A growing number of large companies worldwide recognise the advantages of cleaner production in terms of reduced costs in materials, energy, and compliance with environmental requirements, as well as in responding to expectations of customers, investors and local communities. However, small and medium-sized enterprises (SMEs), particularly micro-businesses, have limited capacity to learn about and interpret environmental regulations. Many EU and other OECD countries have addressed this challenge by simplifying requirements for low-risk facilities, for example, through standardised permits or general binding rules. Many have also implemented information-based tools and regulatory and financial incentives to encourage SMEs to comply with and go beyond environmental requirements. Strategies for greening SMEs are usually sector-specific, reflecting the environmental risk profile of the sector concerned, and involve business and trade associations.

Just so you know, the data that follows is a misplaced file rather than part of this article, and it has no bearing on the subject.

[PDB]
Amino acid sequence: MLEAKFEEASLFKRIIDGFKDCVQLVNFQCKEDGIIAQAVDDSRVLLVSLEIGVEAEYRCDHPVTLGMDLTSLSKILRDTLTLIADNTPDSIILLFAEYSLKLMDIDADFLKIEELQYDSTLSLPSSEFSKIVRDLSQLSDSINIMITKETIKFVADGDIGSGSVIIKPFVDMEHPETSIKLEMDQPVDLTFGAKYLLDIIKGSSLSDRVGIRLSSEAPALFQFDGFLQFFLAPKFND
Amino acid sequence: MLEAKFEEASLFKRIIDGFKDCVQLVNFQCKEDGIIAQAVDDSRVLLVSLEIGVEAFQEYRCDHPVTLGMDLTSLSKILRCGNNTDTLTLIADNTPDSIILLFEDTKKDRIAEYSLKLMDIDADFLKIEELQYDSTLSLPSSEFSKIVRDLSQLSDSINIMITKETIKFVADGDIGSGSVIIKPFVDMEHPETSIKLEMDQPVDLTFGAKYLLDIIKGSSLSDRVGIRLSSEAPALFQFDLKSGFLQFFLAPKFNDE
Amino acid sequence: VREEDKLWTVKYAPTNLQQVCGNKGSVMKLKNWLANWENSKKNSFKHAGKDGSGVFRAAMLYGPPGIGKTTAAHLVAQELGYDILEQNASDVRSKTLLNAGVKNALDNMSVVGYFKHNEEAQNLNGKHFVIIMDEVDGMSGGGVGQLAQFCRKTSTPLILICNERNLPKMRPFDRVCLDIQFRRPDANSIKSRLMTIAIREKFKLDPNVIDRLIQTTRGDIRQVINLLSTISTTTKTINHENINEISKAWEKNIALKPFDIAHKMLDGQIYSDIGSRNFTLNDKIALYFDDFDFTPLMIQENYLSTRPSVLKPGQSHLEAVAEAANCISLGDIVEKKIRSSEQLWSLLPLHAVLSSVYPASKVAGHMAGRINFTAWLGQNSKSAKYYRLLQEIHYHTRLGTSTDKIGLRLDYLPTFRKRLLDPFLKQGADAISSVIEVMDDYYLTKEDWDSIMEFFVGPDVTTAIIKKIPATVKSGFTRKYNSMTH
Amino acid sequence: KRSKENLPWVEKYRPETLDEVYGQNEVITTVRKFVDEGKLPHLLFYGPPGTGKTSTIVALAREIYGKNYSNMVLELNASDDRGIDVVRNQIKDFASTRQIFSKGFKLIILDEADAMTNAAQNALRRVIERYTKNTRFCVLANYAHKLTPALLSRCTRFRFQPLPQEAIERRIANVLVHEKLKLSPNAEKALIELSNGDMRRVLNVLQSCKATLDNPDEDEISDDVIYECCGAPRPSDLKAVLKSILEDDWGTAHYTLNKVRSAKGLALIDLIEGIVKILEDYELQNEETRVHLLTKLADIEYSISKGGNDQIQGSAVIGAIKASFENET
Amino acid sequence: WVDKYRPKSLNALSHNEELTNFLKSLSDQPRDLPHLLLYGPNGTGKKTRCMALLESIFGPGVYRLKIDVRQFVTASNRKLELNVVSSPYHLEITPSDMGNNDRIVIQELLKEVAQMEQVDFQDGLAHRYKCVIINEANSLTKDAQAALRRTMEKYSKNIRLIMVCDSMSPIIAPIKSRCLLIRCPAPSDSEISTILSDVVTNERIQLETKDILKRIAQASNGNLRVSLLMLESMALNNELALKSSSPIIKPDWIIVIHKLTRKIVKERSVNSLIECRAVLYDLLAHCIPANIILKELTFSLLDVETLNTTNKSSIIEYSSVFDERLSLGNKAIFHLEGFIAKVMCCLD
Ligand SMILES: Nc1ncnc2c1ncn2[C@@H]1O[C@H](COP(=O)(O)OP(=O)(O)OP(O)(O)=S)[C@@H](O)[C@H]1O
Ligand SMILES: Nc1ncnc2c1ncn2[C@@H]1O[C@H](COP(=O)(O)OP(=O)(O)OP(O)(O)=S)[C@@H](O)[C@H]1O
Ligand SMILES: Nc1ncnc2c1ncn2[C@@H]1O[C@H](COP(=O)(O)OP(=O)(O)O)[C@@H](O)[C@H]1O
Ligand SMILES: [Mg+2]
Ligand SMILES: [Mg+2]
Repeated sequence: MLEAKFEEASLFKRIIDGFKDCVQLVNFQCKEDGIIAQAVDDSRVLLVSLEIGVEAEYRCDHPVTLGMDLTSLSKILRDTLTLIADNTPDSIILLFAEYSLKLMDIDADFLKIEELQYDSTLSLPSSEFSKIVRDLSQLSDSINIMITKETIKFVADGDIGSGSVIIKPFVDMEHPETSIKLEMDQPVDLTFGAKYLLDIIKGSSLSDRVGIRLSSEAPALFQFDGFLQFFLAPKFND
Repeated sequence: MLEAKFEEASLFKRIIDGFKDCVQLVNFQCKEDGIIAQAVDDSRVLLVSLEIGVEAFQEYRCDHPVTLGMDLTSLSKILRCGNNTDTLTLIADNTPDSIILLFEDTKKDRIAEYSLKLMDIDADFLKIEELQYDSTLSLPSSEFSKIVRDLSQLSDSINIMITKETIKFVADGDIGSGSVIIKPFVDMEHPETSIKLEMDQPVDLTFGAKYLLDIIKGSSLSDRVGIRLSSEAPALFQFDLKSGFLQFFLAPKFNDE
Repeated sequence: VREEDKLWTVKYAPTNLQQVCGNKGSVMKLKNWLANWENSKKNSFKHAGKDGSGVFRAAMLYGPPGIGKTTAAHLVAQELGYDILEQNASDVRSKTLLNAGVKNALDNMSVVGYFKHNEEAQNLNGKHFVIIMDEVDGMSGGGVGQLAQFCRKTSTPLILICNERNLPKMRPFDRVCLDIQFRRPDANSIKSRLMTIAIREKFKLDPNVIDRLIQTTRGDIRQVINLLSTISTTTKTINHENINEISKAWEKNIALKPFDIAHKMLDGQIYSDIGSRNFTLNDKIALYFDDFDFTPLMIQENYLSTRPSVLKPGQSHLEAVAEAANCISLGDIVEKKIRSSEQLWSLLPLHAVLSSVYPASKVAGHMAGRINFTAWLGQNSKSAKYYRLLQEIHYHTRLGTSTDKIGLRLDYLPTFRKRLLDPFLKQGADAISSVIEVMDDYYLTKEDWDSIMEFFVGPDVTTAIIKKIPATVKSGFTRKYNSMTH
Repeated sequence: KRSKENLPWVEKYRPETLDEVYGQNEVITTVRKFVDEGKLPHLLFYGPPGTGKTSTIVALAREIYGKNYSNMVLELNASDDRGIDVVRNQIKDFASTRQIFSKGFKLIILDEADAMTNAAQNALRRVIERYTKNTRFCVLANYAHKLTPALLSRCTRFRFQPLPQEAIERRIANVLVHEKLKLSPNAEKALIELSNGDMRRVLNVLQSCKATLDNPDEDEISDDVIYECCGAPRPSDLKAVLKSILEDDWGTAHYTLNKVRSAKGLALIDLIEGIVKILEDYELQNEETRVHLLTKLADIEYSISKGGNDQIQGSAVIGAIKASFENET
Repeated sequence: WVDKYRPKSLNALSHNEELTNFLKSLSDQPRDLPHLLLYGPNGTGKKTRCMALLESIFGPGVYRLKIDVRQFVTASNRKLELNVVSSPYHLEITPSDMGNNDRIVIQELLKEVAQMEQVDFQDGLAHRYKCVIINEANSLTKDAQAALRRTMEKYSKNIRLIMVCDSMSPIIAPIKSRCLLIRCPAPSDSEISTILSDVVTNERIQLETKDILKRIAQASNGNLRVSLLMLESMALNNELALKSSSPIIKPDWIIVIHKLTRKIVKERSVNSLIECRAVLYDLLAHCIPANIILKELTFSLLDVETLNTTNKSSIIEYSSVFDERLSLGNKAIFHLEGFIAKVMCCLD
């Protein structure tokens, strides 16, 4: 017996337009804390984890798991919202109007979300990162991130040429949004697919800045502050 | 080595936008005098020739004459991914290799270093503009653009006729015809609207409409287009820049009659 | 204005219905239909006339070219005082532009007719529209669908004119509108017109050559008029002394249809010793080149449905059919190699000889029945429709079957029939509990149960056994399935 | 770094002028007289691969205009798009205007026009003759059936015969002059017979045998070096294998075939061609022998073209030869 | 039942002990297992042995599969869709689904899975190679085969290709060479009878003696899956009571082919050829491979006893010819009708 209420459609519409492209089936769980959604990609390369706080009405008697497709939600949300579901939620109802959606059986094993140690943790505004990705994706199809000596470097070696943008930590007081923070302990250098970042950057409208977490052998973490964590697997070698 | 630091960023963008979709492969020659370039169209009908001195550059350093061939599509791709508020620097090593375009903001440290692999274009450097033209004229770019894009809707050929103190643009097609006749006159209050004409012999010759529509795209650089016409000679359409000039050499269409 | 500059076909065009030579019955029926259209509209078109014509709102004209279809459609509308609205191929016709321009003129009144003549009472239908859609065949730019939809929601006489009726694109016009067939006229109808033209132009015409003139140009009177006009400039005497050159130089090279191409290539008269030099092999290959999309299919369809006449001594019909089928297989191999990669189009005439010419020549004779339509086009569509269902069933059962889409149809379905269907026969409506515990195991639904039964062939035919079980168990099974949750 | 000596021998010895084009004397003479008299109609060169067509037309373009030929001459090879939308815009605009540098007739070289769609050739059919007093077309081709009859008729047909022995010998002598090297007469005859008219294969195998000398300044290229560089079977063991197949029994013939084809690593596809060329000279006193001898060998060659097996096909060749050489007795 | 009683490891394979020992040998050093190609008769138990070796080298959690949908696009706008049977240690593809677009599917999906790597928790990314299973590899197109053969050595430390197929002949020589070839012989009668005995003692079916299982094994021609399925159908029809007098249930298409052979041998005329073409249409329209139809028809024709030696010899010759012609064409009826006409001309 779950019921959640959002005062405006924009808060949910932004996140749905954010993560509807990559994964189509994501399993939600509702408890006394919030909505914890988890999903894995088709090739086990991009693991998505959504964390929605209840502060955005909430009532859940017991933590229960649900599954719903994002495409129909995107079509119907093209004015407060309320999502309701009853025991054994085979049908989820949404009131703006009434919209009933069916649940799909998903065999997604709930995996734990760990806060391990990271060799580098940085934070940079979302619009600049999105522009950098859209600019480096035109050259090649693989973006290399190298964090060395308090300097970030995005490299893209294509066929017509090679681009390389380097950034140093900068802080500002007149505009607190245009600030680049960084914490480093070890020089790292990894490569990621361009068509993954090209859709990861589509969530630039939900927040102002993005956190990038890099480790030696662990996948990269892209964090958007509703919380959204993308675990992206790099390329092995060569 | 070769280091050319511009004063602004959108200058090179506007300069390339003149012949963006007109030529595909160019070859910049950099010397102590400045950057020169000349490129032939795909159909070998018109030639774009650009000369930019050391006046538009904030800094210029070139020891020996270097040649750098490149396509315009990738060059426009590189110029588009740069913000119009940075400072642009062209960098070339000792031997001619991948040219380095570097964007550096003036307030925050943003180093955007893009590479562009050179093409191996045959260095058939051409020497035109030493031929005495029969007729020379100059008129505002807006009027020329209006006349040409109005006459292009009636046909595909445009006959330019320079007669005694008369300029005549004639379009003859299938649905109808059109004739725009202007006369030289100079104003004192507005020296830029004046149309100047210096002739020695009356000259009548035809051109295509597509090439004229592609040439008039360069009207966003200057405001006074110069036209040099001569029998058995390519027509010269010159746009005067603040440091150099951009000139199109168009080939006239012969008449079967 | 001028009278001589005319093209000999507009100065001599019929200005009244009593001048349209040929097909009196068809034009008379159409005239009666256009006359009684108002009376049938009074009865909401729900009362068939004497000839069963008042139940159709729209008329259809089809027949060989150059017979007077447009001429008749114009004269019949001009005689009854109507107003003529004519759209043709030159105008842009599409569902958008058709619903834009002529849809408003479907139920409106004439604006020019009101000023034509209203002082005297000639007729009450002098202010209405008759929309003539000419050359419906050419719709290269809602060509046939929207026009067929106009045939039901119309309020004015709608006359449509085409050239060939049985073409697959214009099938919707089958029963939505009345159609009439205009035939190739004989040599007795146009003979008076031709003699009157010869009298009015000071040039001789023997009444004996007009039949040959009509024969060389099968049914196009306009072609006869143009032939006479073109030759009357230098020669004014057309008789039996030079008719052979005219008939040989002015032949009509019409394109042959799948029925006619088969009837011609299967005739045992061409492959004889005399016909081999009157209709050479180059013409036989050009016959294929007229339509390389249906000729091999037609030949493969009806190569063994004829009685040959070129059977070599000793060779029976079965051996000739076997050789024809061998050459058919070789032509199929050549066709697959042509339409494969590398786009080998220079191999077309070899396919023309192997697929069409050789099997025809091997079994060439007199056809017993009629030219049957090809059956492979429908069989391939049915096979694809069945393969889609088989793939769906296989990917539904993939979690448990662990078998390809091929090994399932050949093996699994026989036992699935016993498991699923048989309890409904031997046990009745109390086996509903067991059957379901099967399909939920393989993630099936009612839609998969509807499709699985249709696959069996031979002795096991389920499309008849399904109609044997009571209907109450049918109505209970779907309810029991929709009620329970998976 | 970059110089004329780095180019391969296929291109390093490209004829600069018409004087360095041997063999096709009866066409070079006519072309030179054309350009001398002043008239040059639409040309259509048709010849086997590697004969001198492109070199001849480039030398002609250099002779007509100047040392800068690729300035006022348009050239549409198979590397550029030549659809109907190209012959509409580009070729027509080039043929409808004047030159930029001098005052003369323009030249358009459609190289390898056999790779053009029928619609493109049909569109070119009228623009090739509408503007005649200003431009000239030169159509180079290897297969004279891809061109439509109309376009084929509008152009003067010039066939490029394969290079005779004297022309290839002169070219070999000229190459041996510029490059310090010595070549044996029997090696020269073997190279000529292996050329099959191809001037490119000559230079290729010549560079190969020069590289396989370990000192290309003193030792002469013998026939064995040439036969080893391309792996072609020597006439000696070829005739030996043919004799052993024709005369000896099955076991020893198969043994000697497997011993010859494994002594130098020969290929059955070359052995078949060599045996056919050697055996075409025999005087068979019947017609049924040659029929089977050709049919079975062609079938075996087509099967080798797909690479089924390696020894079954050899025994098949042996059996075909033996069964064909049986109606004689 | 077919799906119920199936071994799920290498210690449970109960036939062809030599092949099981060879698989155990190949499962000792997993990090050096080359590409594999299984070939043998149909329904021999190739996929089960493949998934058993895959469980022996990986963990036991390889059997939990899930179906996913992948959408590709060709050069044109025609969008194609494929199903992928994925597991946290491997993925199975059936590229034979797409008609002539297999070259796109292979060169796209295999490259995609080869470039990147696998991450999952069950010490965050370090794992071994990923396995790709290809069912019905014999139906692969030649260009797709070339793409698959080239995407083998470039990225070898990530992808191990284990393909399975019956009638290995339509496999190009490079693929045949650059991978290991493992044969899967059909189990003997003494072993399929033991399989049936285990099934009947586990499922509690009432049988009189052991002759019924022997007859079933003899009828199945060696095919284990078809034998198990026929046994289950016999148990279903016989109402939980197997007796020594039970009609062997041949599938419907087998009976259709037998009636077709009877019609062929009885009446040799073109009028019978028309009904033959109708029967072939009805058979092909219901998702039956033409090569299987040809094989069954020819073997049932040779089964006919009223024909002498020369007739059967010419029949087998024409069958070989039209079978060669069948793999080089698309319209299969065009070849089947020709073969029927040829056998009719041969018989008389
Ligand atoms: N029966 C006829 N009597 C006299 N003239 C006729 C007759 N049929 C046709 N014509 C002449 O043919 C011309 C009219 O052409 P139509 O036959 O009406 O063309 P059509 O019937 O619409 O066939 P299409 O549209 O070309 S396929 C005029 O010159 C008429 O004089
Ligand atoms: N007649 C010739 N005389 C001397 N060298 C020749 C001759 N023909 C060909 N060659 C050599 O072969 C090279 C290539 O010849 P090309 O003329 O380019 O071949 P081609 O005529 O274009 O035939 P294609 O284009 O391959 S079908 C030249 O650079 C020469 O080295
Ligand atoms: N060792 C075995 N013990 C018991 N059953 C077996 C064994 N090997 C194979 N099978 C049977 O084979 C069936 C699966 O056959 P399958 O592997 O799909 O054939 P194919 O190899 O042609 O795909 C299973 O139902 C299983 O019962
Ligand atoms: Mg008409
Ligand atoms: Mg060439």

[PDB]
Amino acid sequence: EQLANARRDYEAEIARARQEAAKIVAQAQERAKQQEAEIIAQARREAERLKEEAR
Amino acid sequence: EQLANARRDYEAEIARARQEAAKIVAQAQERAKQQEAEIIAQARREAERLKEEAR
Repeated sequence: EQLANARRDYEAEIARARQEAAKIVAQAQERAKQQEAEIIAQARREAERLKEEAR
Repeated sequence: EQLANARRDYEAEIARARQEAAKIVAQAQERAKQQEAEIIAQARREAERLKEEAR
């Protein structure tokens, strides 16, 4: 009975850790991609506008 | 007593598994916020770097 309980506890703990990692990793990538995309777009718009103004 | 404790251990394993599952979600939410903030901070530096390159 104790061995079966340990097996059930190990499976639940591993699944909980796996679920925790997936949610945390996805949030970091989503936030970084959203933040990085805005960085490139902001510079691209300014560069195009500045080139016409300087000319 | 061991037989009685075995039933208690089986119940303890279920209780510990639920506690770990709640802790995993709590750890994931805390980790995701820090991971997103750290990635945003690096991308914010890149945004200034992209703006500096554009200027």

In EaP countries (Armenia, Azerbaijan, Belarus, Georgia, Moldova and Ukraine), SMEs represent the growing majority of all businesses. Although small businesses’ individual environmental footprint may be low, their aggregate impact is considerable. However, EaP countries have given little consideration to the greening of small businesses, and the legal, policy and institutional means to enhance the environmental performance of SMEs is lacking.
DID YOU KNOW? SMEs account for approximately 99% of all enterprises, two-thirds of employment, and 60-70% of industrial pollution in Europe. The key sectors where SMEs have a particularly significant environment impact include livestock farming, construction, metal finishing, waste treatment, food and drink industry, textile and leather manufacturing, etc.